A colleague asked me the other day whether there was a character in Shakespeare to compare to disgraced former Congressman Anthony Weiner, whose New York mayoral campaign has spun out of control with salacious revelations that you'll have to read about elsewhere. Let's just say it wouldn't surprise me if the ring tone on Weiner's cellphone was a loop of Barry White moaning.
Weiner is such a television phenomenon, a moth whose wings are heat-glued to the camera, that I think his story would more readily serve as fodder for one of those cable channels that loves picking the bones of celebrities who have crashed and burned. All that's needed is a chorus of D-list talking heads to crack wise while clucking shock and disapproval.
Broadway might be a little too confining for a man with such a lusty appetite for publicity. Weiner wants to convert the whole world into his stage. He'd hate having his antics relegated to a single theater, even one eligible for Tony consideration. But Broadway audiences would thrill to see the dark comedy of this impolitic politician reenacted on the Great White Way.
But what great dramatist past or present could write it?
Now "Shakespearean" isn't the first word that springs to mind when considering Weiner's proclivities. His refusal to get out of the campaign and retreat into the media-darkened wilderness, however, could get him cast as a kind of burlesque Macbeth. If we were privy to one of Weiner's late-night soliloquies, we might very well hear him mouthing the following in bed while his wife, Huma Abedin, tossed restlessly beside him: "I am in bawdiness/Stepp'd in so far, that, should I wade no more,/Returning were as tedious as go o'er."
No, we will have to look elsewhere for an author of this immorality tale. Tennessee Williams, who had his own troubles with impulse control and could resist anything but temptation, would certainly have insights into Weiner's alter ego, Carlos Danger. In "Summer and Smoke," Alma, Williams' sensitive, spinster protagonist, is diagnosed by the young dissolute doctor she's madly in love with as having a "doppelganger."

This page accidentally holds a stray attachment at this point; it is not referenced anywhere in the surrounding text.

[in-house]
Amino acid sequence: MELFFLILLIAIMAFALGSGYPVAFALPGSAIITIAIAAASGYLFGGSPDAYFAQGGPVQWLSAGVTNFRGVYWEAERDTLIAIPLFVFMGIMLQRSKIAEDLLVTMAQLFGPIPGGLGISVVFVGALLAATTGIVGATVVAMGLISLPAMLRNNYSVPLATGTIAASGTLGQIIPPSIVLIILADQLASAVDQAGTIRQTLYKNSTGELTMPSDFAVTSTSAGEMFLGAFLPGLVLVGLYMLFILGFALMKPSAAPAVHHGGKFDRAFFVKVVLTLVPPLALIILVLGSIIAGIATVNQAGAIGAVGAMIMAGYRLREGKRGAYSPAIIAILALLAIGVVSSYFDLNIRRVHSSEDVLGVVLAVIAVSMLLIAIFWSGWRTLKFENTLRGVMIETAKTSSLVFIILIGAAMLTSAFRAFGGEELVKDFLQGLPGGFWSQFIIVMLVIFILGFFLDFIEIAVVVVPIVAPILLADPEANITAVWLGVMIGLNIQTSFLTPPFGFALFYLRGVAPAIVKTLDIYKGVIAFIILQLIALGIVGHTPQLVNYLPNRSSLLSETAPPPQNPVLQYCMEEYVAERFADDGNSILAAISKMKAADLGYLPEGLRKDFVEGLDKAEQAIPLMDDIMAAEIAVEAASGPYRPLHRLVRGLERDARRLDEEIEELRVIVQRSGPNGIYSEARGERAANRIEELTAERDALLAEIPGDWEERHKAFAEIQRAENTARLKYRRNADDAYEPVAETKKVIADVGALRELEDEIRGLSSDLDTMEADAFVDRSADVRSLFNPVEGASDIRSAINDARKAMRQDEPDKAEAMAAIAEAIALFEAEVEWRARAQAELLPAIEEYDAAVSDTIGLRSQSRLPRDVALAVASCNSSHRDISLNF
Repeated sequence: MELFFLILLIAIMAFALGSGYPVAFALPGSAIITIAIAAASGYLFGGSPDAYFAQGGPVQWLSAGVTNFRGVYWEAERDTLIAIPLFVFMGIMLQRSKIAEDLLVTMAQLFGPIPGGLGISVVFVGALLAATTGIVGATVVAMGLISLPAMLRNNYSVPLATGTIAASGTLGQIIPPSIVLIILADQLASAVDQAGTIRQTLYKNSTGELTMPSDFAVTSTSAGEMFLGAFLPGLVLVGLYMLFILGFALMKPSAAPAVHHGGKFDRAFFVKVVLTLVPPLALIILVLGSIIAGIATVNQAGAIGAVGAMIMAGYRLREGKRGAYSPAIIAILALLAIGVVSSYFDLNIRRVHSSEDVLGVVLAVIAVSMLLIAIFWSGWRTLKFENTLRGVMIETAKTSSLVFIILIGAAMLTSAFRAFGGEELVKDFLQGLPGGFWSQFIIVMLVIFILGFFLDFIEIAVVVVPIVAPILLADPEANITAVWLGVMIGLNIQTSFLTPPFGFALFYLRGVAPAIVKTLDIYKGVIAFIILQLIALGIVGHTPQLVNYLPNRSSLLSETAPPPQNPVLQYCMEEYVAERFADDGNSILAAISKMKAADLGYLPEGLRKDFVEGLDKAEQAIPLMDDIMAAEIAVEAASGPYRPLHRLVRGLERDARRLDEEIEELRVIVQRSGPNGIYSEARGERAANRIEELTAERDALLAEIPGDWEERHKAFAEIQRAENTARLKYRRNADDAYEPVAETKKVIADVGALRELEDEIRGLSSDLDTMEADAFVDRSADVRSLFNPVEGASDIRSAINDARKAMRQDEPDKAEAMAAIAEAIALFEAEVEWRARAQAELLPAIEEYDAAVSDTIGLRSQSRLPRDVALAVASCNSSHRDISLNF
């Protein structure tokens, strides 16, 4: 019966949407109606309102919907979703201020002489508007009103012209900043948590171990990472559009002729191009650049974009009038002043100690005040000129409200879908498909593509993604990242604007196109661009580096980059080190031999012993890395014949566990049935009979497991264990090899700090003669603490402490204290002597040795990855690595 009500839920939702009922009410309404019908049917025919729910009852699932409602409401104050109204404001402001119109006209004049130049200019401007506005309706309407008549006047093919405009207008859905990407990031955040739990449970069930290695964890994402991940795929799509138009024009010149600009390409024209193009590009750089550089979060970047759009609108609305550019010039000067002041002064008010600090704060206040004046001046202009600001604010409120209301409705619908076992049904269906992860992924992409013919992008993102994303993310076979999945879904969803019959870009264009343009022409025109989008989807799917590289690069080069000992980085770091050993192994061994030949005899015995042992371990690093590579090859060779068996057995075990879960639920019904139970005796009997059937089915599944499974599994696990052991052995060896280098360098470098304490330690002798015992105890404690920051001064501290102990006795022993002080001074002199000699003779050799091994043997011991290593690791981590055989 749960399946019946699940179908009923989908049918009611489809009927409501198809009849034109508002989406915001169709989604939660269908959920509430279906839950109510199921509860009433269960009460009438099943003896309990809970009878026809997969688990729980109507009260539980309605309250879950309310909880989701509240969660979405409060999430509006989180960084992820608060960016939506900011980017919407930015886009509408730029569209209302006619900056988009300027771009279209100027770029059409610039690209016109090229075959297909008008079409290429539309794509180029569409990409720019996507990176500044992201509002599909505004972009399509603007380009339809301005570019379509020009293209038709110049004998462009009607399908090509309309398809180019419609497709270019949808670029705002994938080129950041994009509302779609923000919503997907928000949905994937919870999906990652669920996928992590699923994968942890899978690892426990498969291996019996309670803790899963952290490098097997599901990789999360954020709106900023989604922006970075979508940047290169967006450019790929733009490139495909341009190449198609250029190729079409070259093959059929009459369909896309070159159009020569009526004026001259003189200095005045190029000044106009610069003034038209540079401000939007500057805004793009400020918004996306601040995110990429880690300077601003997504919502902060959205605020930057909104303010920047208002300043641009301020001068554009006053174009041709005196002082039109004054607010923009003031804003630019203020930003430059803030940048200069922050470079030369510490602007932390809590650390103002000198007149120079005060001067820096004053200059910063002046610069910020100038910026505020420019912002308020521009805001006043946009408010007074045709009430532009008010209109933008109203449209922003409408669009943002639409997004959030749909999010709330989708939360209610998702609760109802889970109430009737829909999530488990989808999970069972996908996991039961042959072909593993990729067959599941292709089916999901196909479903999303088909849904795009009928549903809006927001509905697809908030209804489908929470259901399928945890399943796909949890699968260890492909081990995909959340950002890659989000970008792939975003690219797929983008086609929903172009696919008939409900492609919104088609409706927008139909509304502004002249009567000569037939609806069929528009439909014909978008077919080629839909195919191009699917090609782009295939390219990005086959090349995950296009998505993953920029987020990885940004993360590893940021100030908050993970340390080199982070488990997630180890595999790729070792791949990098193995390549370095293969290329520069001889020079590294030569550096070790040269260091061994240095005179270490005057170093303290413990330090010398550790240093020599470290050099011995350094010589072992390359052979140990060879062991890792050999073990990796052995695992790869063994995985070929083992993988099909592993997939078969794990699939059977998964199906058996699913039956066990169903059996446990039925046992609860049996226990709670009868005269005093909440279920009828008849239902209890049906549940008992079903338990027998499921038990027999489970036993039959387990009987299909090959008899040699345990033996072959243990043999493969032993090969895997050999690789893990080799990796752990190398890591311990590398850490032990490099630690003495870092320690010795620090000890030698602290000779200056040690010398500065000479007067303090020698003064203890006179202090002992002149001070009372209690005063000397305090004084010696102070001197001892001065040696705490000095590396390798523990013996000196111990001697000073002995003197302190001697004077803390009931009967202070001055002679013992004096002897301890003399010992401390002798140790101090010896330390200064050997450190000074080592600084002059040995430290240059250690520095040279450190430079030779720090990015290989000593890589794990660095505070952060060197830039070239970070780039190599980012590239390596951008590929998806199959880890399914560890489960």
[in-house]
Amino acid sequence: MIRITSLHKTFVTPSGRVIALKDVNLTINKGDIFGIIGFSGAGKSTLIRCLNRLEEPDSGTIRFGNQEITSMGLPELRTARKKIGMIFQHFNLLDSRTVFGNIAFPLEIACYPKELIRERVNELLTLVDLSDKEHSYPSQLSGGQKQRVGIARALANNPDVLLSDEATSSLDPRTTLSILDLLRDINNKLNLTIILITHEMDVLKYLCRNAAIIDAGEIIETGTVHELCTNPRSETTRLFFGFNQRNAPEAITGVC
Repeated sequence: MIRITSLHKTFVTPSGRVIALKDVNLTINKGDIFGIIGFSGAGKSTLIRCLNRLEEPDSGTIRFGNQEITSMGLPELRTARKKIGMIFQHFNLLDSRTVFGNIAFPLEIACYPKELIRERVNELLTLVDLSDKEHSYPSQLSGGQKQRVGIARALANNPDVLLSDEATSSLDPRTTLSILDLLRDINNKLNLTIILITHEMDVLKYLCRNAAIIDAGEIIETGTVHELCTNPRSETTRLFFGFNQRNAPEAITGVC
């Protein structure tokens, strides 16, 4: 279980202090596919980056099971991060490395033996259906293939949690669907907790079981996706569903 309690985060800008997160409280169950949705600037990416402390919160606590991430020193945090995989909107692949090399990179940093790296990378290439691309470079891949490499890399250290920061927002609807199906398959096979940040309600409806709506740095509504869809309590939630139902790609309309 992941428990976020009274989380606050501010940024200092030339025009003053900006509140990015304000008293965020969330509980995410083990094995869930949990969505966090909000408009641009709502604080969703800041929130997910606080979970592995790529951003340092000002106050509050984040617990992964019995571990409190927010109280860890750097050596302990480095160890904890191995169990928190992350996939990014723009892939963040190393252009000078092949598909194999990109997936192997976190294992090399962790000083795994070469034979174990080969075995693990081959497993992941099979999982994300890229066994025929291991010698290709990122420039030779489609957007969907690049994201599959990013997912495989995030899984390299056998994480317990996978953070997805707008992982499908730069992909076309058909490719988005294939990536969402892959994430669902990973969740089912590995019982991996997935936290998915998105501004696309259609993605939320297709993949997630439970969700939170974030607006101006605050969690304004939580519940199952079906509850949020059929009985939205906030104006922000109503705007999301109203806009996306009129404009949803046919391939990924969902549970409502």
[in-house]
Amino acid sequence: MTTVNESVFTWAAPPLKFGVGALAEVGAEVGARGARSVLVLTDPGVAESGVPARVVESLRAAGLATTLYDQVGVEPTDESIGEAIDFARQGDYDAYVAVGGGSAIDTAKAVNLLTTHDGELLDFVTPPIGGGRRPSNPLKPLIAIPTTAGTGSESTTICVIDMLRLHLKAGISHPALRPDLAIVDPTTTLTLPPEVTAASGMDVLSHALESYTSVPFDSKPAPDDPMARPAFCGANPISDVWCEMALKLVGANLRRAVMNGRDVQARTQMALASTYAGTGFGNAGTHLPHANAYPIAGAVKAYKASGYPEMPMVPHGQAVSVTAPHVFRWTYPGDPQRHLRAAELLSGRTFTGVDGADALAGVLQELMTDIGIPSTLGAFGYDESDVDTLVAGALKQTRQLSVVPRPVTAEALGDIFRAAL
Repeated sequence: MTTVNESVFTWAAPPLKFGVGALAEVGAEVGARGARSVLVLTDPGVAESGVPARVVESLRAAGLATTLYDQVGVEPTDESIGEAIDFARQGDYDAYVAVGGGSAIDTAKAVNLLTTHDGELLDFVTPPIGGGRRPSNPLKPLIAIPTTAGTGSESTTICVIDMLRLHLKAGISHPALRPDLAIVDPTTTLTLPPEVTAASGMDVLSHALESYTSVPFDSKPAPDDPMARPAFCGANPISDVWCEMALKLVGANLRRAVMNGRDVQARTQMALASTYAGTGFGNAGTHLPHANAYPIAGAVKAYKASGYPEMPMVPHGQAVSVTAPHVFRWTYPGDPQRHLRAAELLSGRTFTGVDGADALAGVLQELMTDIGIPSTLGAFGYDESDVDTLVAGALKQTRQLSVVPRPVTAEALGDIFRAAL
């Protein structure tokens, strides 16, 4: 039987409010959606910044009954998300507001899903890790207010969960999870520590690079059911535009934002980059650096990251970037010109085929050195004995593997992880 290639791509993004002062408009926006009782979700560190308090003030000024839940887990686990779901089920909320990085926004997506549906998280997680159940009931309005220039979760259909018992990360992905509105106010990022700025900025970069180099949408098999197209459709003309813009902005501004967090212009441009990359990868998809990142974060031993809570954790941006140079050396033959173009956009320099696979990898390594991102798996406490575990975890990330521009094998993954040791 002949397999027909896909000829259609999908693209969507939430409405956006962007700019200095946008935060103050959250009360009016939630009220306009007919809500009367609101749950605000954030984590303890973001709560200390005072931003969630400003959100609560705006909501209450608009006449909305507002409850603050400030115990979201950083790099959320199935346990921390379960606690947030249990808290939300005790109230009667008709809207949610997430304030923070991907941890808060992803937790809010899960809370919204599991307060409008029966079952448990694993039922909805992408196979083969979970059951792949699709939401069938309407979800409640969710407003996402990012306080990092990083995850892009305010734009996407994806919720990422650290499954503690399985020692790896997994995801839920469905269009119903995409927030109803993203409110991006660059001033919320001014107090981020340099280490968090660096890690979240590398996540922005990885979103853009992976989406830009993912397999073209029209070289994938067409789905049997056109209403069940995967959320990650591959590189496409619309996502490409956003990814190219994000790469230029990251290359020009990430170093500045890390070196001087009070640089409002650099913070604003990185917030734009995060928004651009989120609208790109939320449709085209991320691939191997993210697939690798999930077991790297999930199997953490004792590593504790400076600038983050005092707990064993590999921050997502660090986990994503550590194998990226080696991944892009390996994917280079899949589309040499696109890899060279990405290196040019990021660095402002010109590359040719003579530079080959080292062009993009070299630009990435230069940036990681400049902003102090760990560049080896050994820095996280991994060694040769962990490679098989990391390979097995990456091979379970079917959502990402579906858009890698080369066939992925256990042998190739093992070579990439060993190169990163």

"You have a doppelganger and the doppelganger is badly irritated," he says to her great consternation.
The doctor is a sly ironist, but it turns out his medical intuition is uncanny: By the end of the play, Alma will be popping pills ("The prescription number is 96814. I think of it as the telephone number of God!") and picking up strange men in the park.
Williams would no doubt have had great sympathy for Weiner's wife, humiliated yet loyal to a man manifestly unworthy of her, like so many of the playwright's unforgettable heroines. But I'm not convinced that lyrical tragedy, even one with Williams' florid melodramatic color, is the way to go theatrically.
My preference for this saga is farce, and I wish someone would commission Christopher Durang to start writing it immediately. This is a 21st century media story, in which the only thing that matters is the spotlight. The pace must be relentless, the details must be depraved and the plot doesn't so much resolve as collapse in panting exhaustion.
Best of all, Durang, who is riding high after his recent Tony win for "Vanya and Sonia and Masha and Spike," has a gift for pointing out how people get hurt even when they're moving too fast to feel any pain. He'd give us a "Weiner Agonistes" that would kill us with laughter but haunt us later with an unexpected yet not misplaced pity.